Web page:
To: "INTERNET:seaint(--nospam--at)seaint.org" <seaint(--nospam--at)seaint.org>
Subject: Re: Seismic - Isolating CMU infill wall
From: Mark Gilligan <MarkKGilligan(--nospam--at)compuserve.com>
Date: Tue, 22 Jun 1999 03:19:30 -0400
In response to your questions.
< 1. If you provide a gap which is a little bit more than the
anticipated deflection of the frame do you think the frame will still lean
The actual seismic deflections will be much larger than calculated using
the forces specified in the code. As a result it may be difficult to
acomplish what you intend.
< 2. Assuming that the frame will lean on the wall but the wall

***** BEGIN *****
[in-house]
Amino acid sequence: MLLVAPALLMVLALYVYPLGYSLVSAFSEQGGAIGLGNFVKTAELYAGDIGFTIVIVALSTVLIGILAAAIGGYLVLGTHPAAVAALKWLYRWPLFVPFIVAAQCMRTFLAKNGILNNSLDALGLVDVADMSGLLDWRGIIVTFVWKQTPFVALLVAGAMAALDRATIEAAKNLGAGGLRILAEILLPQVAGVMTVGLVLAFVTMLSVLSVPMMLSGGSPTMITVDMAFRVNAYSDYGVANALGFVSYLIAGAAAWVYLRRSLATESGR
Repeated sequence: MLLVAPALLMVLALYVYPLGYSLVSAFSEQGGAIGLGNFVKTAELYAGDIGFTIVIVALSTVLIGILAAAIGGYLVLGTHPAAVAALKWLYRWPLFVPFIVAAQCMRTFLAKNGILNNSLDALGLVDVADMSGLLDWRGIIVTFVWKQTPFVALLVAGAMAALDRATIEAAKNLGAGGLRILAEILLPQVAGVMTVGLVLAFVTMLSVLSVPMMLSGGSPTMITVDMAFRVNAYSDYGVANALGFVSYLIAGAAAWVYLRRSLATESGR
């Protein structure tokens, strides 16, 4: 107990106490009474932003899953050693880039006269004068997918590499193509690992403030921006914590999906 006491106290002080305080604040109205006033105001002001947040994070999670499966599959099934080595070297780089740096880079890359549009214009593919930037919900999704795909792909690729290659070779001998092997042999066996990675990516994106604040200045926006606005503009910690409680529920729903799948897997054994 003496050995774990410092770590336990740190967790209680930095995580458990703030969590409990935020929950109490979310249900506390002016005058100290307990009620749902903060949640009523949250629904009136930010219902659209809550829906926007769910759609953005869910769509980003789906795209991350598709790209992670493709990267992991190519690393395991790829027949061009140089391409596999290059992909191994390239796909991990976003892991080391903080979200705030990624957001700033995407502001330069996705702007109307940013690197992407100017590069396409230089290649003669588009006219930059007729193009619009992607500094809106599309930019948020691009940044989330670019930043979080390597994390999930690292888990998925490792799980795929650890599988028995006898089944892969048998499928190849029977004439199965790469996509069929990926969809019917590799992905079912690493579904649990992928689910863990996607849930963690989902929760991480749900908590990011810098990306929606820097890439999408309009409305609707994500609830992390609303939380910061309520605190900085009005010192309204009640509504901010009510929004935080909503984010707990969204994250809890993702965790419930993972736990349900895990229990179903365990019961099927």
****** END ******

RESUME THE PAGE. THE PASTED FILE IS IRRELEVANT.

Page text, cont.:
was not designed to resist the shear or lateral load, what will happen to
The problem is not with the wall but with the damage that the wall will
cause to the frame. In almost every eathquake where there are masonry
infill walls in between concrete frames it is the frame that is damaged.
< 3. If the wall will fail, will the frame be able to resist the
lateral load that has designed for in the first place?>
Even if the wall fails it can induce torsional behavior in your structure
which would significantly increase the demand on some members thus
increasing the likelyhood that they will be damaged. This happens because
the infill walls are stiffer on one side of the building.